So, with this in mind, its understandable that your lower back gets stressed as an amputee. Therefore you have two solutions to this – don’t walk/severely minimse your physical activity, or strengthen your body to withstand the extra abuse you deal to your body. I don’t think you can guess which path I decided to take 😉

My first experience of the medicinal benefits karate was having on my body as an amputee was when I went to the physio a number of years ago when my then-girlfriend (and now wife) had started living together – I finally went and saw someone about my back, and while my posture was generally very good, I was told that one way to improve the lower back muscles was to get into the habit of using your abs to support your back. This seemed strange to me at the time, but I was told that the muscles are complementary, and strong abs will help support your back. She encouraged me to get into the habit of tensing my abs so that I always have extra support for my back, so I decided to give it a a go. Admittedly, it didn’t help that I was also a bit vain about it and saw it as an opportunity to make my belly flatter by doing the extra exercises, but I found that it started to have positive effect on the overall strength of my lower back.

This now lends itself to how I’ve learned the importance of core strength in karate. Martial artists often talk of the importance of strengthening your core muscles, and how a strong core will lend itself to better power, technique and control. As time’s gone on, I’m a firm believer in the concept. When you punch, to extract maximum efficiency of your technique, you don’t just move your arm – you transfer the energy from the ground, up into your torso and use your core muscles to whip your shoulder, arm and fist into your target, squeeze the muscles at the last moment to gain that extra bit of dynamic power, and then use the core muscles to bring your arm back and maintain a strong center-line throughout your technique. Same for kicking – use your core to support your body and back, utilise your hips, whip the leg out, bring it back. Grappling and throwing are nothing without a strong core – without it, you’ll ruin your back. All techniques in martial arts benefit from a strong core, and the sooner you learn this, the better you’ll be for it.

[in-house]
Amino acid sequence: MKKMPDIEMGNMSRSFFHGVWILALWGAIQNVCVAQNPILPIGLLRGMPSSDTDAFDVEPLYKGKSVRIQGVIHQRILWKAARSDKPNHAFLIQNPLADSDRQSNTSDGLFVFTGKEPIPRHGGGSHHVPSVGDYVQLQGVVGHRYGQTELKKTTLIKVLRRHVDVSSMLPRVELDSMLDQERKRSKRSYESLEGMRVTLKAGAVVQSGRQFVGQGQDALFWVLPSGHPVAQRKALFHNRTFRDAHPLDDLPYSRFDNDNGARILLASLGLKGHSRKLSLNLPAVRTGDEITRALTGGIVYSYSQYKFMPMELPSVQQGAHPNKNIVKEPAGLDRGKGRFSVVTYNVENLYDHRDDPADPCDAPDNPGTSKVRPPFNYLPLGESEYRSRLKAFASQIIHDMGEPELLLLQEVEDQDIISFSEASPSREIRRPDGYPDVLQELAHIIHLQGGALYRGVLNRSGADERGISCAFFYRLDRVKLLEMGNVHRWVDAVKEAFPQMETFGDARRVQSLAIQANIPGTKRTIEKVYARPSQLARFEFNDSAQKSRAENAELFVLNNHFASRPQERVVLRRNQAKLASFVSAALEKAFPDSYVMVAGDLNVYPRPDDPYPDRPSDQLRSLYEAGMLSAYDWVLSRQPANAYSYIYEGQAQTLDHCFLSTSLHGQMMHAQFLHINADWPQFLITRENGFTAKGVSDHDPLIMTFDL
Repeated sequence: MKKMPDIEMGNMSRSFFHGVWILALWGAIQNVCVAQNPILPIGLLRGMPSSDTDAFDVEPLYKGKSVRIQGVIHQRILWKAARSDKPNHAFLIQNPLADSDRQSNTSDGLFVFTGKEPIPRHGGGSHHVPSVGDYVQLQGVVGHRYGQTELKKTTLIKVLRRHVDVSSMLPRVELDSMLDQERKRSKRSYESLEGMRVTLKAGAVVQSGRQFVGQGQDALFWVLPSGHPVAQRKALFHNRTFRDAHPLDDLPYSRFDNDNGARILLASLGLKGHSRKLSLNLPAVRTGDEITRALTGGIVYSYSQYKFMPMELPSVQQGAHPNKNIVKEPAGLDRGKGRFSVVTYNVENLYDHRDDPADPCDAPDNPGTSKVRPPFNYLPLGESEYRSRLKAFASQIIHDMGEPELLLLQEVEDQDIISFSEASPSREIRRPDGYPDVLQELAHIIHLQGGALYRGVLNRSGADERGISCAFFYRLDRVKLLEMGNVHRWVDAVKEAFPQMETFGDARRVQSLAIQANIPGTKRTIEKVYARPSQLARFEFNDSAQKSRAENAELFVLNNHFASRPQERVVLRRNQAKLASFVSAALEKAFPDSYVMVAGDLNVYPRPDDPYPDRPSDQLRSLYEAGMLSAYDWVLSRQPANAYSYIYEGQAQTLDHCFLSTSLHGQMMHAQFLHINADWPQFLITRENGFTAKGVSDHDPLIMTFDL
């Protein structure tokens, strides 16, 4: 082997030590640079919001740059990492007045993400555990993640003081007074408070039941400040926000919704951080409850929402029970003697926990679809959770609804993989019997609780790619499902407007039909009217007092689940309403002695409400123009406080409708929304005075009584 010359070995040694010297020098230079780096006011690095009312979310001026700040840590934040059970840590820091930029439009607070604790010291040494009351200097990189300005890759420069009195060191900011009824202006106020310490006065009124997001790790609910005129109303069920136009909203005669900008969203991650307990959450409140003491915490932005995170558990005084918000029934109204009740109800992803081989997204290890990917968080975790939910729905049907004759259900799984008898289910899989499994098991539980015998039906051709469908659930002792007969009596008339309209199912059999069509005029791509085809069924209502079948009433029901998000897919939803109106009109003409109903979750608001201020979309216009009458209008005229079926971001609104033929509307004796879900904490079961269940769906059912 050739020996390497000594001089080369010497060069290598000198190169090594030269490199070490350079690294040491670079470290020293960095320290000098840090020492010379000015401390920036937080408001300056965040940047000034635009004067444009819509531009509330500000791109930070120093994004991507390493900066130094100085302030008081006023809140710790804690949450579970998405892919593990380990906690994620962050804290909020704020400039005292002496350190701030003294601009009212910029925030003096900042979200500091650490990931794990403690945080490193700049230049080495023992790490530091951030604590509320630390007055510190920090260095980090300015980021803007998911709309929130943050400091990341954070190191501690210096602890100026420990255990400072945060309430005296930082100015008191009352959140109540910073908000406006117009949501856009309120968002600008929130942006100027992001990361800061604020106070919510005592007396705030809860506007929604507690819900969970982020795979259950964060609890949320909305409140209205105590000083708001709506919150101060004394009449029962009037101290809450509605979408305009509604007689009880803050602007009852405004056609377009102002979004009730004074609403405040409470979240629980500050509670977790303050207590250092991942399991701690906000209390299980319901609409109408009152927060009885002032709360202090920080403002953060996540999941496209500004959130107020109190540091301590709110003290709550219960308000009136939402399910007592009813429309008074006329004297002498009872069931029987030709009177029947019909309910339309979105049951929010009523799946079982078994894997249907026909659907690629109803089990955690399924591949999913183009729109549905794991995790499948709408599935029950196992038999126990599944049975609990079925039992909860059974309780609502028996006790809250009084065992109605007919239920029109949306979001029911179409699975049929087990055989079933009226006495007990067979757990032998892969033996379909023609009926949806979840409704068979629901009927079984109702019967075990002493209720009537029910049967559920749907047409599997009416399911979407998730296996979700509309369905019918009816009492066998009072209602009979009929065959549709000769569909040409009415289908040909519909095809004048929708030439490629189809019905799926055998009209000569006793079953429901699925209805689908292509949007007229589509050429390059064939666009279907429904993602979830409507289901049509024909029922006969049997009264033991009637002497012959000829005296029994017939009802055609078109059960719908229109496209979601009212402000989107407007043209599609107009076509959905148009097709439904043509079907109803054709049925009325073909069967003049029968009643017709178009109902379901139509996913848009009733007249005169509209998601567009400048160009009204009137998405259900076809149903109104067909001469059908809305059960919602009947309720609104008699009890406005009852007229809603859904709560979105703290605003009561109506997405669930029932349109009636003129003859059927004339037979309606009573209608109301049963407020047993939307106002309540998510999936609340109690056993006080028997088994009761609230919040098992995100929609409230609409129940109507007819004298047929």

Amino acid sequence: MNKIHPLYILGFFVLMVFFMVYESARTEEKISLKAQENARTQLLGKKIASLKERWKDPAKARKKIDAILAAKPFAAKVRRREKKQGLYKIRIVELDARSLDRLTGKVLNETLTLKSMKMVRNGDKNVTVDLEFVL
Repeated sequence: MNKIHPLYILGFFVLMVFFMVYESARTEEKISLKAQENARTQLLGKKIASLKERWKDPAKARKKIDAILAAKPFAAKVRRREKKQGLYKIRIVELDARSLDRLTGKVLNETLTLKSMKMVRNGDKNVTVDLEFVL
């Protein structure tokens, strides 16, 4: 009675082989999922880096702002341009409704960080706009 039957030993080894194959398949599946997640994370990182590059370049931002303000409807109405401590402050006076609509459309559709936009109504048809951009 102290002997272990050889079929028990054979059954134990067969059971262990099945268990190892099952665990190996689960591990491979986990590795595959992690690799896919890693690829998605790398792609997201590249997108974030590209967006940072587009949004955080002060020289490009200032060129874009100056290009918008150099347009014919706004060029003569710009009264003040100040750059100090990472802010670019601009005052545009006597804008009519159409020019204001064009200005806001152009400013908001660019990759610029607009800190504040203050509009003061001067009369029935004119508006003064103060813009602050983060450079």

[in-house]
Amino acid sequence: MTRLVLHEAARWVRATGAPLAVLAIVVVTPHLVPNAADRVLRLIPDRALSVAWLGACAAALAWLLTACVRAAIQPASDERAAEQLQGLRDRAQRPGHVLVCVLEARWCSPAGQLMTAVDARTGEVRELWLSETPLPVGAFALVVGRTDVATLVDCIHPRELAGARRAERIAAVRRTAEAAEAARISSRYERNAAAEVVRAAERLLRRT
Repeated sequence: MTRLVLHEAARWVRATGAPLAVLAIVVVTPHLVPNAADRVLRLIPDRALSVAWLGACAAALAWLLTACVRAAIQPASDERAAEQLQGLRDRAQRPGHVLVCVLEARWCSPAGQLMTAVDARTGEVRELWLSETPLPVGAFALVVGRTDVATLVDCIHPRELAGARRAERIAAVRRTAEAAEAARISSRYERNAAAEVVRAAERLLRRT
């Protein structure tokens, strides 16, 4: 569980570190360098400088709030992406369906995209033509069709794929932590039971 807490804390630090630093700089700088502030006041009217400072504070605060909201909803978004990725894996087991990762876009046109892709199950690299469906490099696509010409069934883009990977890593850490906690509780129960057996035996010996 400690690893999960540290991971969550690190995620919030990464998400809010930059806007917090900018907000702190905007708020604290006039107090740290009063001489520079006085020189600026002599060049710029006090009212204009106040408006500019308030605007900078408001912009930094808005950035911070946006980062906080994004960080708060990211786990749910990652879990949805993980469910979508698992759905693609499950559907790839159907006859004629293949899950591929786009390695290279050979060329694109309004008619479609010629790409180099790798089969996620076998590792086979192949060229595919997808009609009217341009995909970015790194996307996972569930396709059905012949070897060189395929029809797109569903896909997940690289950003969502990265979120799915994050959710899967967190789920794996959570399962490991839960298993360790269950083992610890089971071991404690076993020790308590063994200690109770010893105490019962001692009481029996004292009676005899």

So what’s the catch with this as an amputee? Well, I’ve found myself utilising my core muscles all the time to support and strengthen my body. When I get out of bed in the morning, I squeeze my abs and use these muscles and my arms to sit up to avoid placing pressure on my back. When I hop around without my leg on, my abs clench every time I hit the ground the prevent a jolt to my lower back. Every time I lift something, I contract my muscles to absorb the extra strength I need to draw from my back since I can’t use two legs (well, knees :P) to assist in lifting a weighted object. When I twist and turn my body when I’m on crutches, I use my core muscles to control my extension and insulate my back. And of course, in class I use my core extensively to improve my balance, control, power, technique and assist my back at all times, whether it be holding a stance or having take-downs or counters performed on me. In fact, I’ve found that even the motions of good form in practicing your stances does a terrific job of stretching your back, loosening the muscles and then building up their strength in supporting your weight.

So, core strength is obviously a very important part of maintaining and strong and healthy back for all people, but for amputees, there is an incredible amount of good it can do for you. At the very least, good core strength will help protect your lower back from the jarring pain you get from walking, but there is so much broader application for using your core muscles in everyday life, and everything you do physically can benefit from it.